Reference : The Ramses Project. Exploring Ancient Egyptian linguistic data using a richly annotat...
Scientific congresses and symposiums : Unpublished conference/Abstract
Arts & humanities : Classical & oriental studies
The Ramses Project. Exploring Ancient Egyptian linguistic data using a richly annotated corpus
Winand, Jean mailto [Université de Liège - ULiège > Services généraux (Faculté de philosophie et lettres) > Doyen de la Faculté de Philosophie et lettres >]
Polis, Stéphane mailto [Université de Liège - ULiège > Département des sciences de l'antiquité > Egyptologie >]
Exploring Ancient Languages Through Corpora
14-16 juin 2012
Dag Trygve Truslew Haug
[en] Ancient Egyptian ; corpus ; linguistics ; annotation
[en] The Ramses project — developed at the University of Liège since 2006 — aims at building a richly annotated historical corpus of Late Egyptian texts and, more broadly, of all the written material whose linguistic registers attest Late Egyptian evolutionary features from the 18th dynasty down to the Third Intermediate Period (ca. 1350-700 BCE). It has been specially designed with the idea of having a tool specifically dedicated to research in Egyptian linguistics. The corpus includes, for each text, the relevant graphemic (hieroglyphic transcription with transliteration) and linguistic information (complete morpho-syntactic analysis) as well as a full set of meta-data (description and categorization of the corpus, plus bibliographical references). Starting in 2013, we will progressively provide online access to the Ramses corpus. From a technical point of view, Ramses is a relational database in SQL where the texts are represented and stored in XML. Currently, ca. 1350 texts have been included in the database and received multifaceted annotations: they have been encoded in hieroglyphic script, translated in French and/or English and received annotations for part-of-speech information, lemmatization, and morphological analysis. The corpus consists of slightly more than 300 000 words at the end of 2011 (and is expected to grow up to more than 1 million words in coming years), which amounts to ca. 8000 lemmata, 14 000 inflexions and 45 000 spellings.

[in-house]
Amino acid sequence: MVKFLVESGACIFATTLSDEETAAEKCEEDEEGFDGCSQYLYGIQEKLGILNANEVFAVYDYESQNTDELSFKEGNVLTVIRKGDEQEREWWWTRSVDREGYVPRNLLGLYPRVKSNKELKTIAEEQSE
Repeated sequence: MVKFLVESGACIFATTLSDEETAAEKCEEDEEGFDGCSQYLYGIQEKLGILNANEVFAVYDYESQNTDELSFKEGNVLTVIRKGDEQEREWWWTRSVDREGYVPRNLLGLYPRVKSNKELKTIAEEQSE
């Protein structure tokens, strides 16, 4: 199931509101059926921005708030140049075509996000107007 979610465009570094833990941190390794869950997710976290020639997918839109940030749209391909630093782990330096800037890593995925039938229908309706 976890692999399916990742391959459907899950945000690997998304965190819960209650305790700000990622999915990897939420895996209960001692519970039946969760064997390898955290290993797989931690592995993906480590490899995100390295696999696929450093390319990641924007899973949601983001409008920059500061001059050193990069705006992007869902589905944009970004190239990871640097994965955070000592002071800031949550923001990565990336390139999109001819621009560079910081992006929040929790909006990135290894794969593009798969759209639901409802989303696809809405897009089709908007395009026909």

In this paper, we review the experience of the Ramses Project in building a richly annotated corpus of an ancient language with a complex writing system. A particular emphasis will be put on the new avenues of research that a tool like Ramses opens up for the study of ancient text languages.
First, we present the state of the art in Egyptology and the reasons for launching such a project. Second, we introduce the editing software and the annotation scheme. Third, we present a series of case studies (study of classifiers; relation between the graphemic and morphological level; valency pattern alternation; diaphasic variation) in order to highlight the capabilities of the search engine and the new avenues that it opens up for research in Ancient Egyptian linguistics.

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